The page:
Thanks for your feedback!

    • markstos

      Regarding the bakfiets being more dangerous. I would say a bakfiets is safer (or as safe) because it has a lower center of gravity, which /improves/ handling, and the box helps to surround and protect the child. Think of a bike tipping over. With the bakfiets, the child is lower down. There is really not much “falling” at all, so much as tipping. If a Yuba Mundo tips over, there’s about 3 feet to fall before impact. The worst accident I recall having with our bakfiets was stopping suddenly when I forgotten to stap the child into the seat, so she flew forward in the box (but was OK). We tipped over Yuba Mundo a couple times in slick conditions. Both times, the child seat protected the child, who was unharmed. Those events were before Monkey bars.

      Both Yuba and XtraCycle have responded with designs with a lower center of gravity, including the Spicy Curry and EdgeRunner.

      My family still prefers the Yuba Mundo because of the bigger bags that fit on the back.

      Bakfiets are adapted to the flat, compact environment of Amsterdam, where it doesn’t matter if your bike weighs 100 lbs (which my bakfiets did), because there are no hills, and things are close by. Since the bakfiets is otherwise an excellent design except the weight, I see little room to change. I think there is a newer Workcycles bakfiets design available now that is lighter than before, but still heavier that most longtails.

      The lighter (50 or 60 lb) longtail design is better adapted to the hills and sprawl found in America.

      Something like the Bullitt falls in between– bakfiets-inspired design, but lighter like a longtail.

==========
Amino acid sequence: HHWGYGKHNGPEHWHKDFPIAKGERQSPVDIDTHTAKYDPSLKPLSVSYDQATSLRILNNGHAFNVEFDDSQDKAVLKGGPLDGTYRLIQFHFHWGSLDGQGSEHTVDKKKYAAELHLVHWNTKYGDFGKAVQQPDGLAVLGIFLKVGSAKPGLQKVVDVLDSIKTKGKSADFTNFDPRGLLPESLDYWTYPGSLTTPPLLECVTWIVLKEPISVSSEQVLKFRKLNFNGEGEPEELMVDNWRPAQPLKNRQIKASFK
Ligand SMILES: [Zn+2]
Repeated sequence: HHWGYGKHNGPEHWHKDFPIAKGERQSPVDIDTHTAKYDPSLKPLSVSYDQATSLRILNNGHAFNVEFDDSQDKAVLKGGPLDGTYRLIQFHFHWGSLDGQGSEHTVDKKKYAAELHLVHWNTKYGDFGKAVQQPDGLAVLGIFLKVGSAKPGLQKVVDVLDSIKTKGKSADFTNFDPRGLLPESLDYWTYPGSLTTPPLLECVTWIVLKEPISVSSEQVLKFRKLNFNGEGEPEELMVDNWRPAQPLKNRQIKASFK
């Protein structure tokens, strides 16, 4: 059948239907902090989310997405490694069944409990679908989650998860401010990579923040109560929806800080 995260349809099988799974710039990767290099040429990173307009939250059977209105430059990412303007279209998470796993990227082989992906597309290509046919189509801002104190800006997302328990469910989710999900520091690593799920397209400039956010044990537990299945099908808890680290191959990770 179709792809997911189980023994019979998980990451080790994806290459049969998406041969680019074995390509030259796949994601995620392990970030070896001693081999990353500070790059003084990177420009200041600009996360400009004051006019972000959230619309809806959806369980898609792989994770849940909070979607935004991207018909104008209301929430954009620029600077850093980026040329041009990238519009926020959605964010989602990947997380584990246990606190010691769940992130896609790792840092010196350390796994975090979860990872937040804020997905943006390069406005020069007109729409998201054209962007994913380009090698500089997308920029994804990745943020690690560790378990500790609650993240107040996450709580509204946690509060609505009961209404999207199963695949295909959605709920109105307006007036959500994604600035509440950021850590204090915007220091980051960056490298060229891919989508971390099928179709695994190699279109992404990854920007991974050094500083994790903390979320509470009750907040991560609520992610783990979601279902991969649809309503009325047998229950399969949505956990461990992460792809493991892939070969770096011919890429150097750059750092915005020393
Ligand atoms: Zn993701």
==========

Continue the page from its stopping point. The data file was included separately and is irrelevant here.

The Fr8 isn’t exactly a traditional geometry, it’s more of a mid-tail design, and there several other examples of that as well, like the Yuba Boda Boda

      I think you are choosing between good options. If you are interested in buying a Yuba, let me know I can I give you a coupon code for $100 in accessories from their online store.

  • Natascha Wettmarshausen

    Hello, thank you for the article. I was wondering how the backbites roller brakes do on steeper hills. Can you brake safely on a downhill with cargo in front or did you have to modify the brakes? Thank you.

    • markstos

      Natascha, the roller brakes on the bakfiets are standard. They do stop a little slower but I always found them to work well enough, and the roller brakes needed basically no maintenance for 5 years. On on the other hand, disc brakes seem to need frequent adjustments as the pads wear down, and happens much faster relatively. One the pads are worn down, the stopping power of the disc brakes can be much worse until the pads on the replacements. Disc brakes also can become slightly bent over time. Until that’s fixed, you either have to deal with the brakes rubbing during part of the rotation or you have to loosen the brakes until they don’t rub which again reduces the braking power. The reliability and lack of required maintenance is a safety feature of the roller brakes.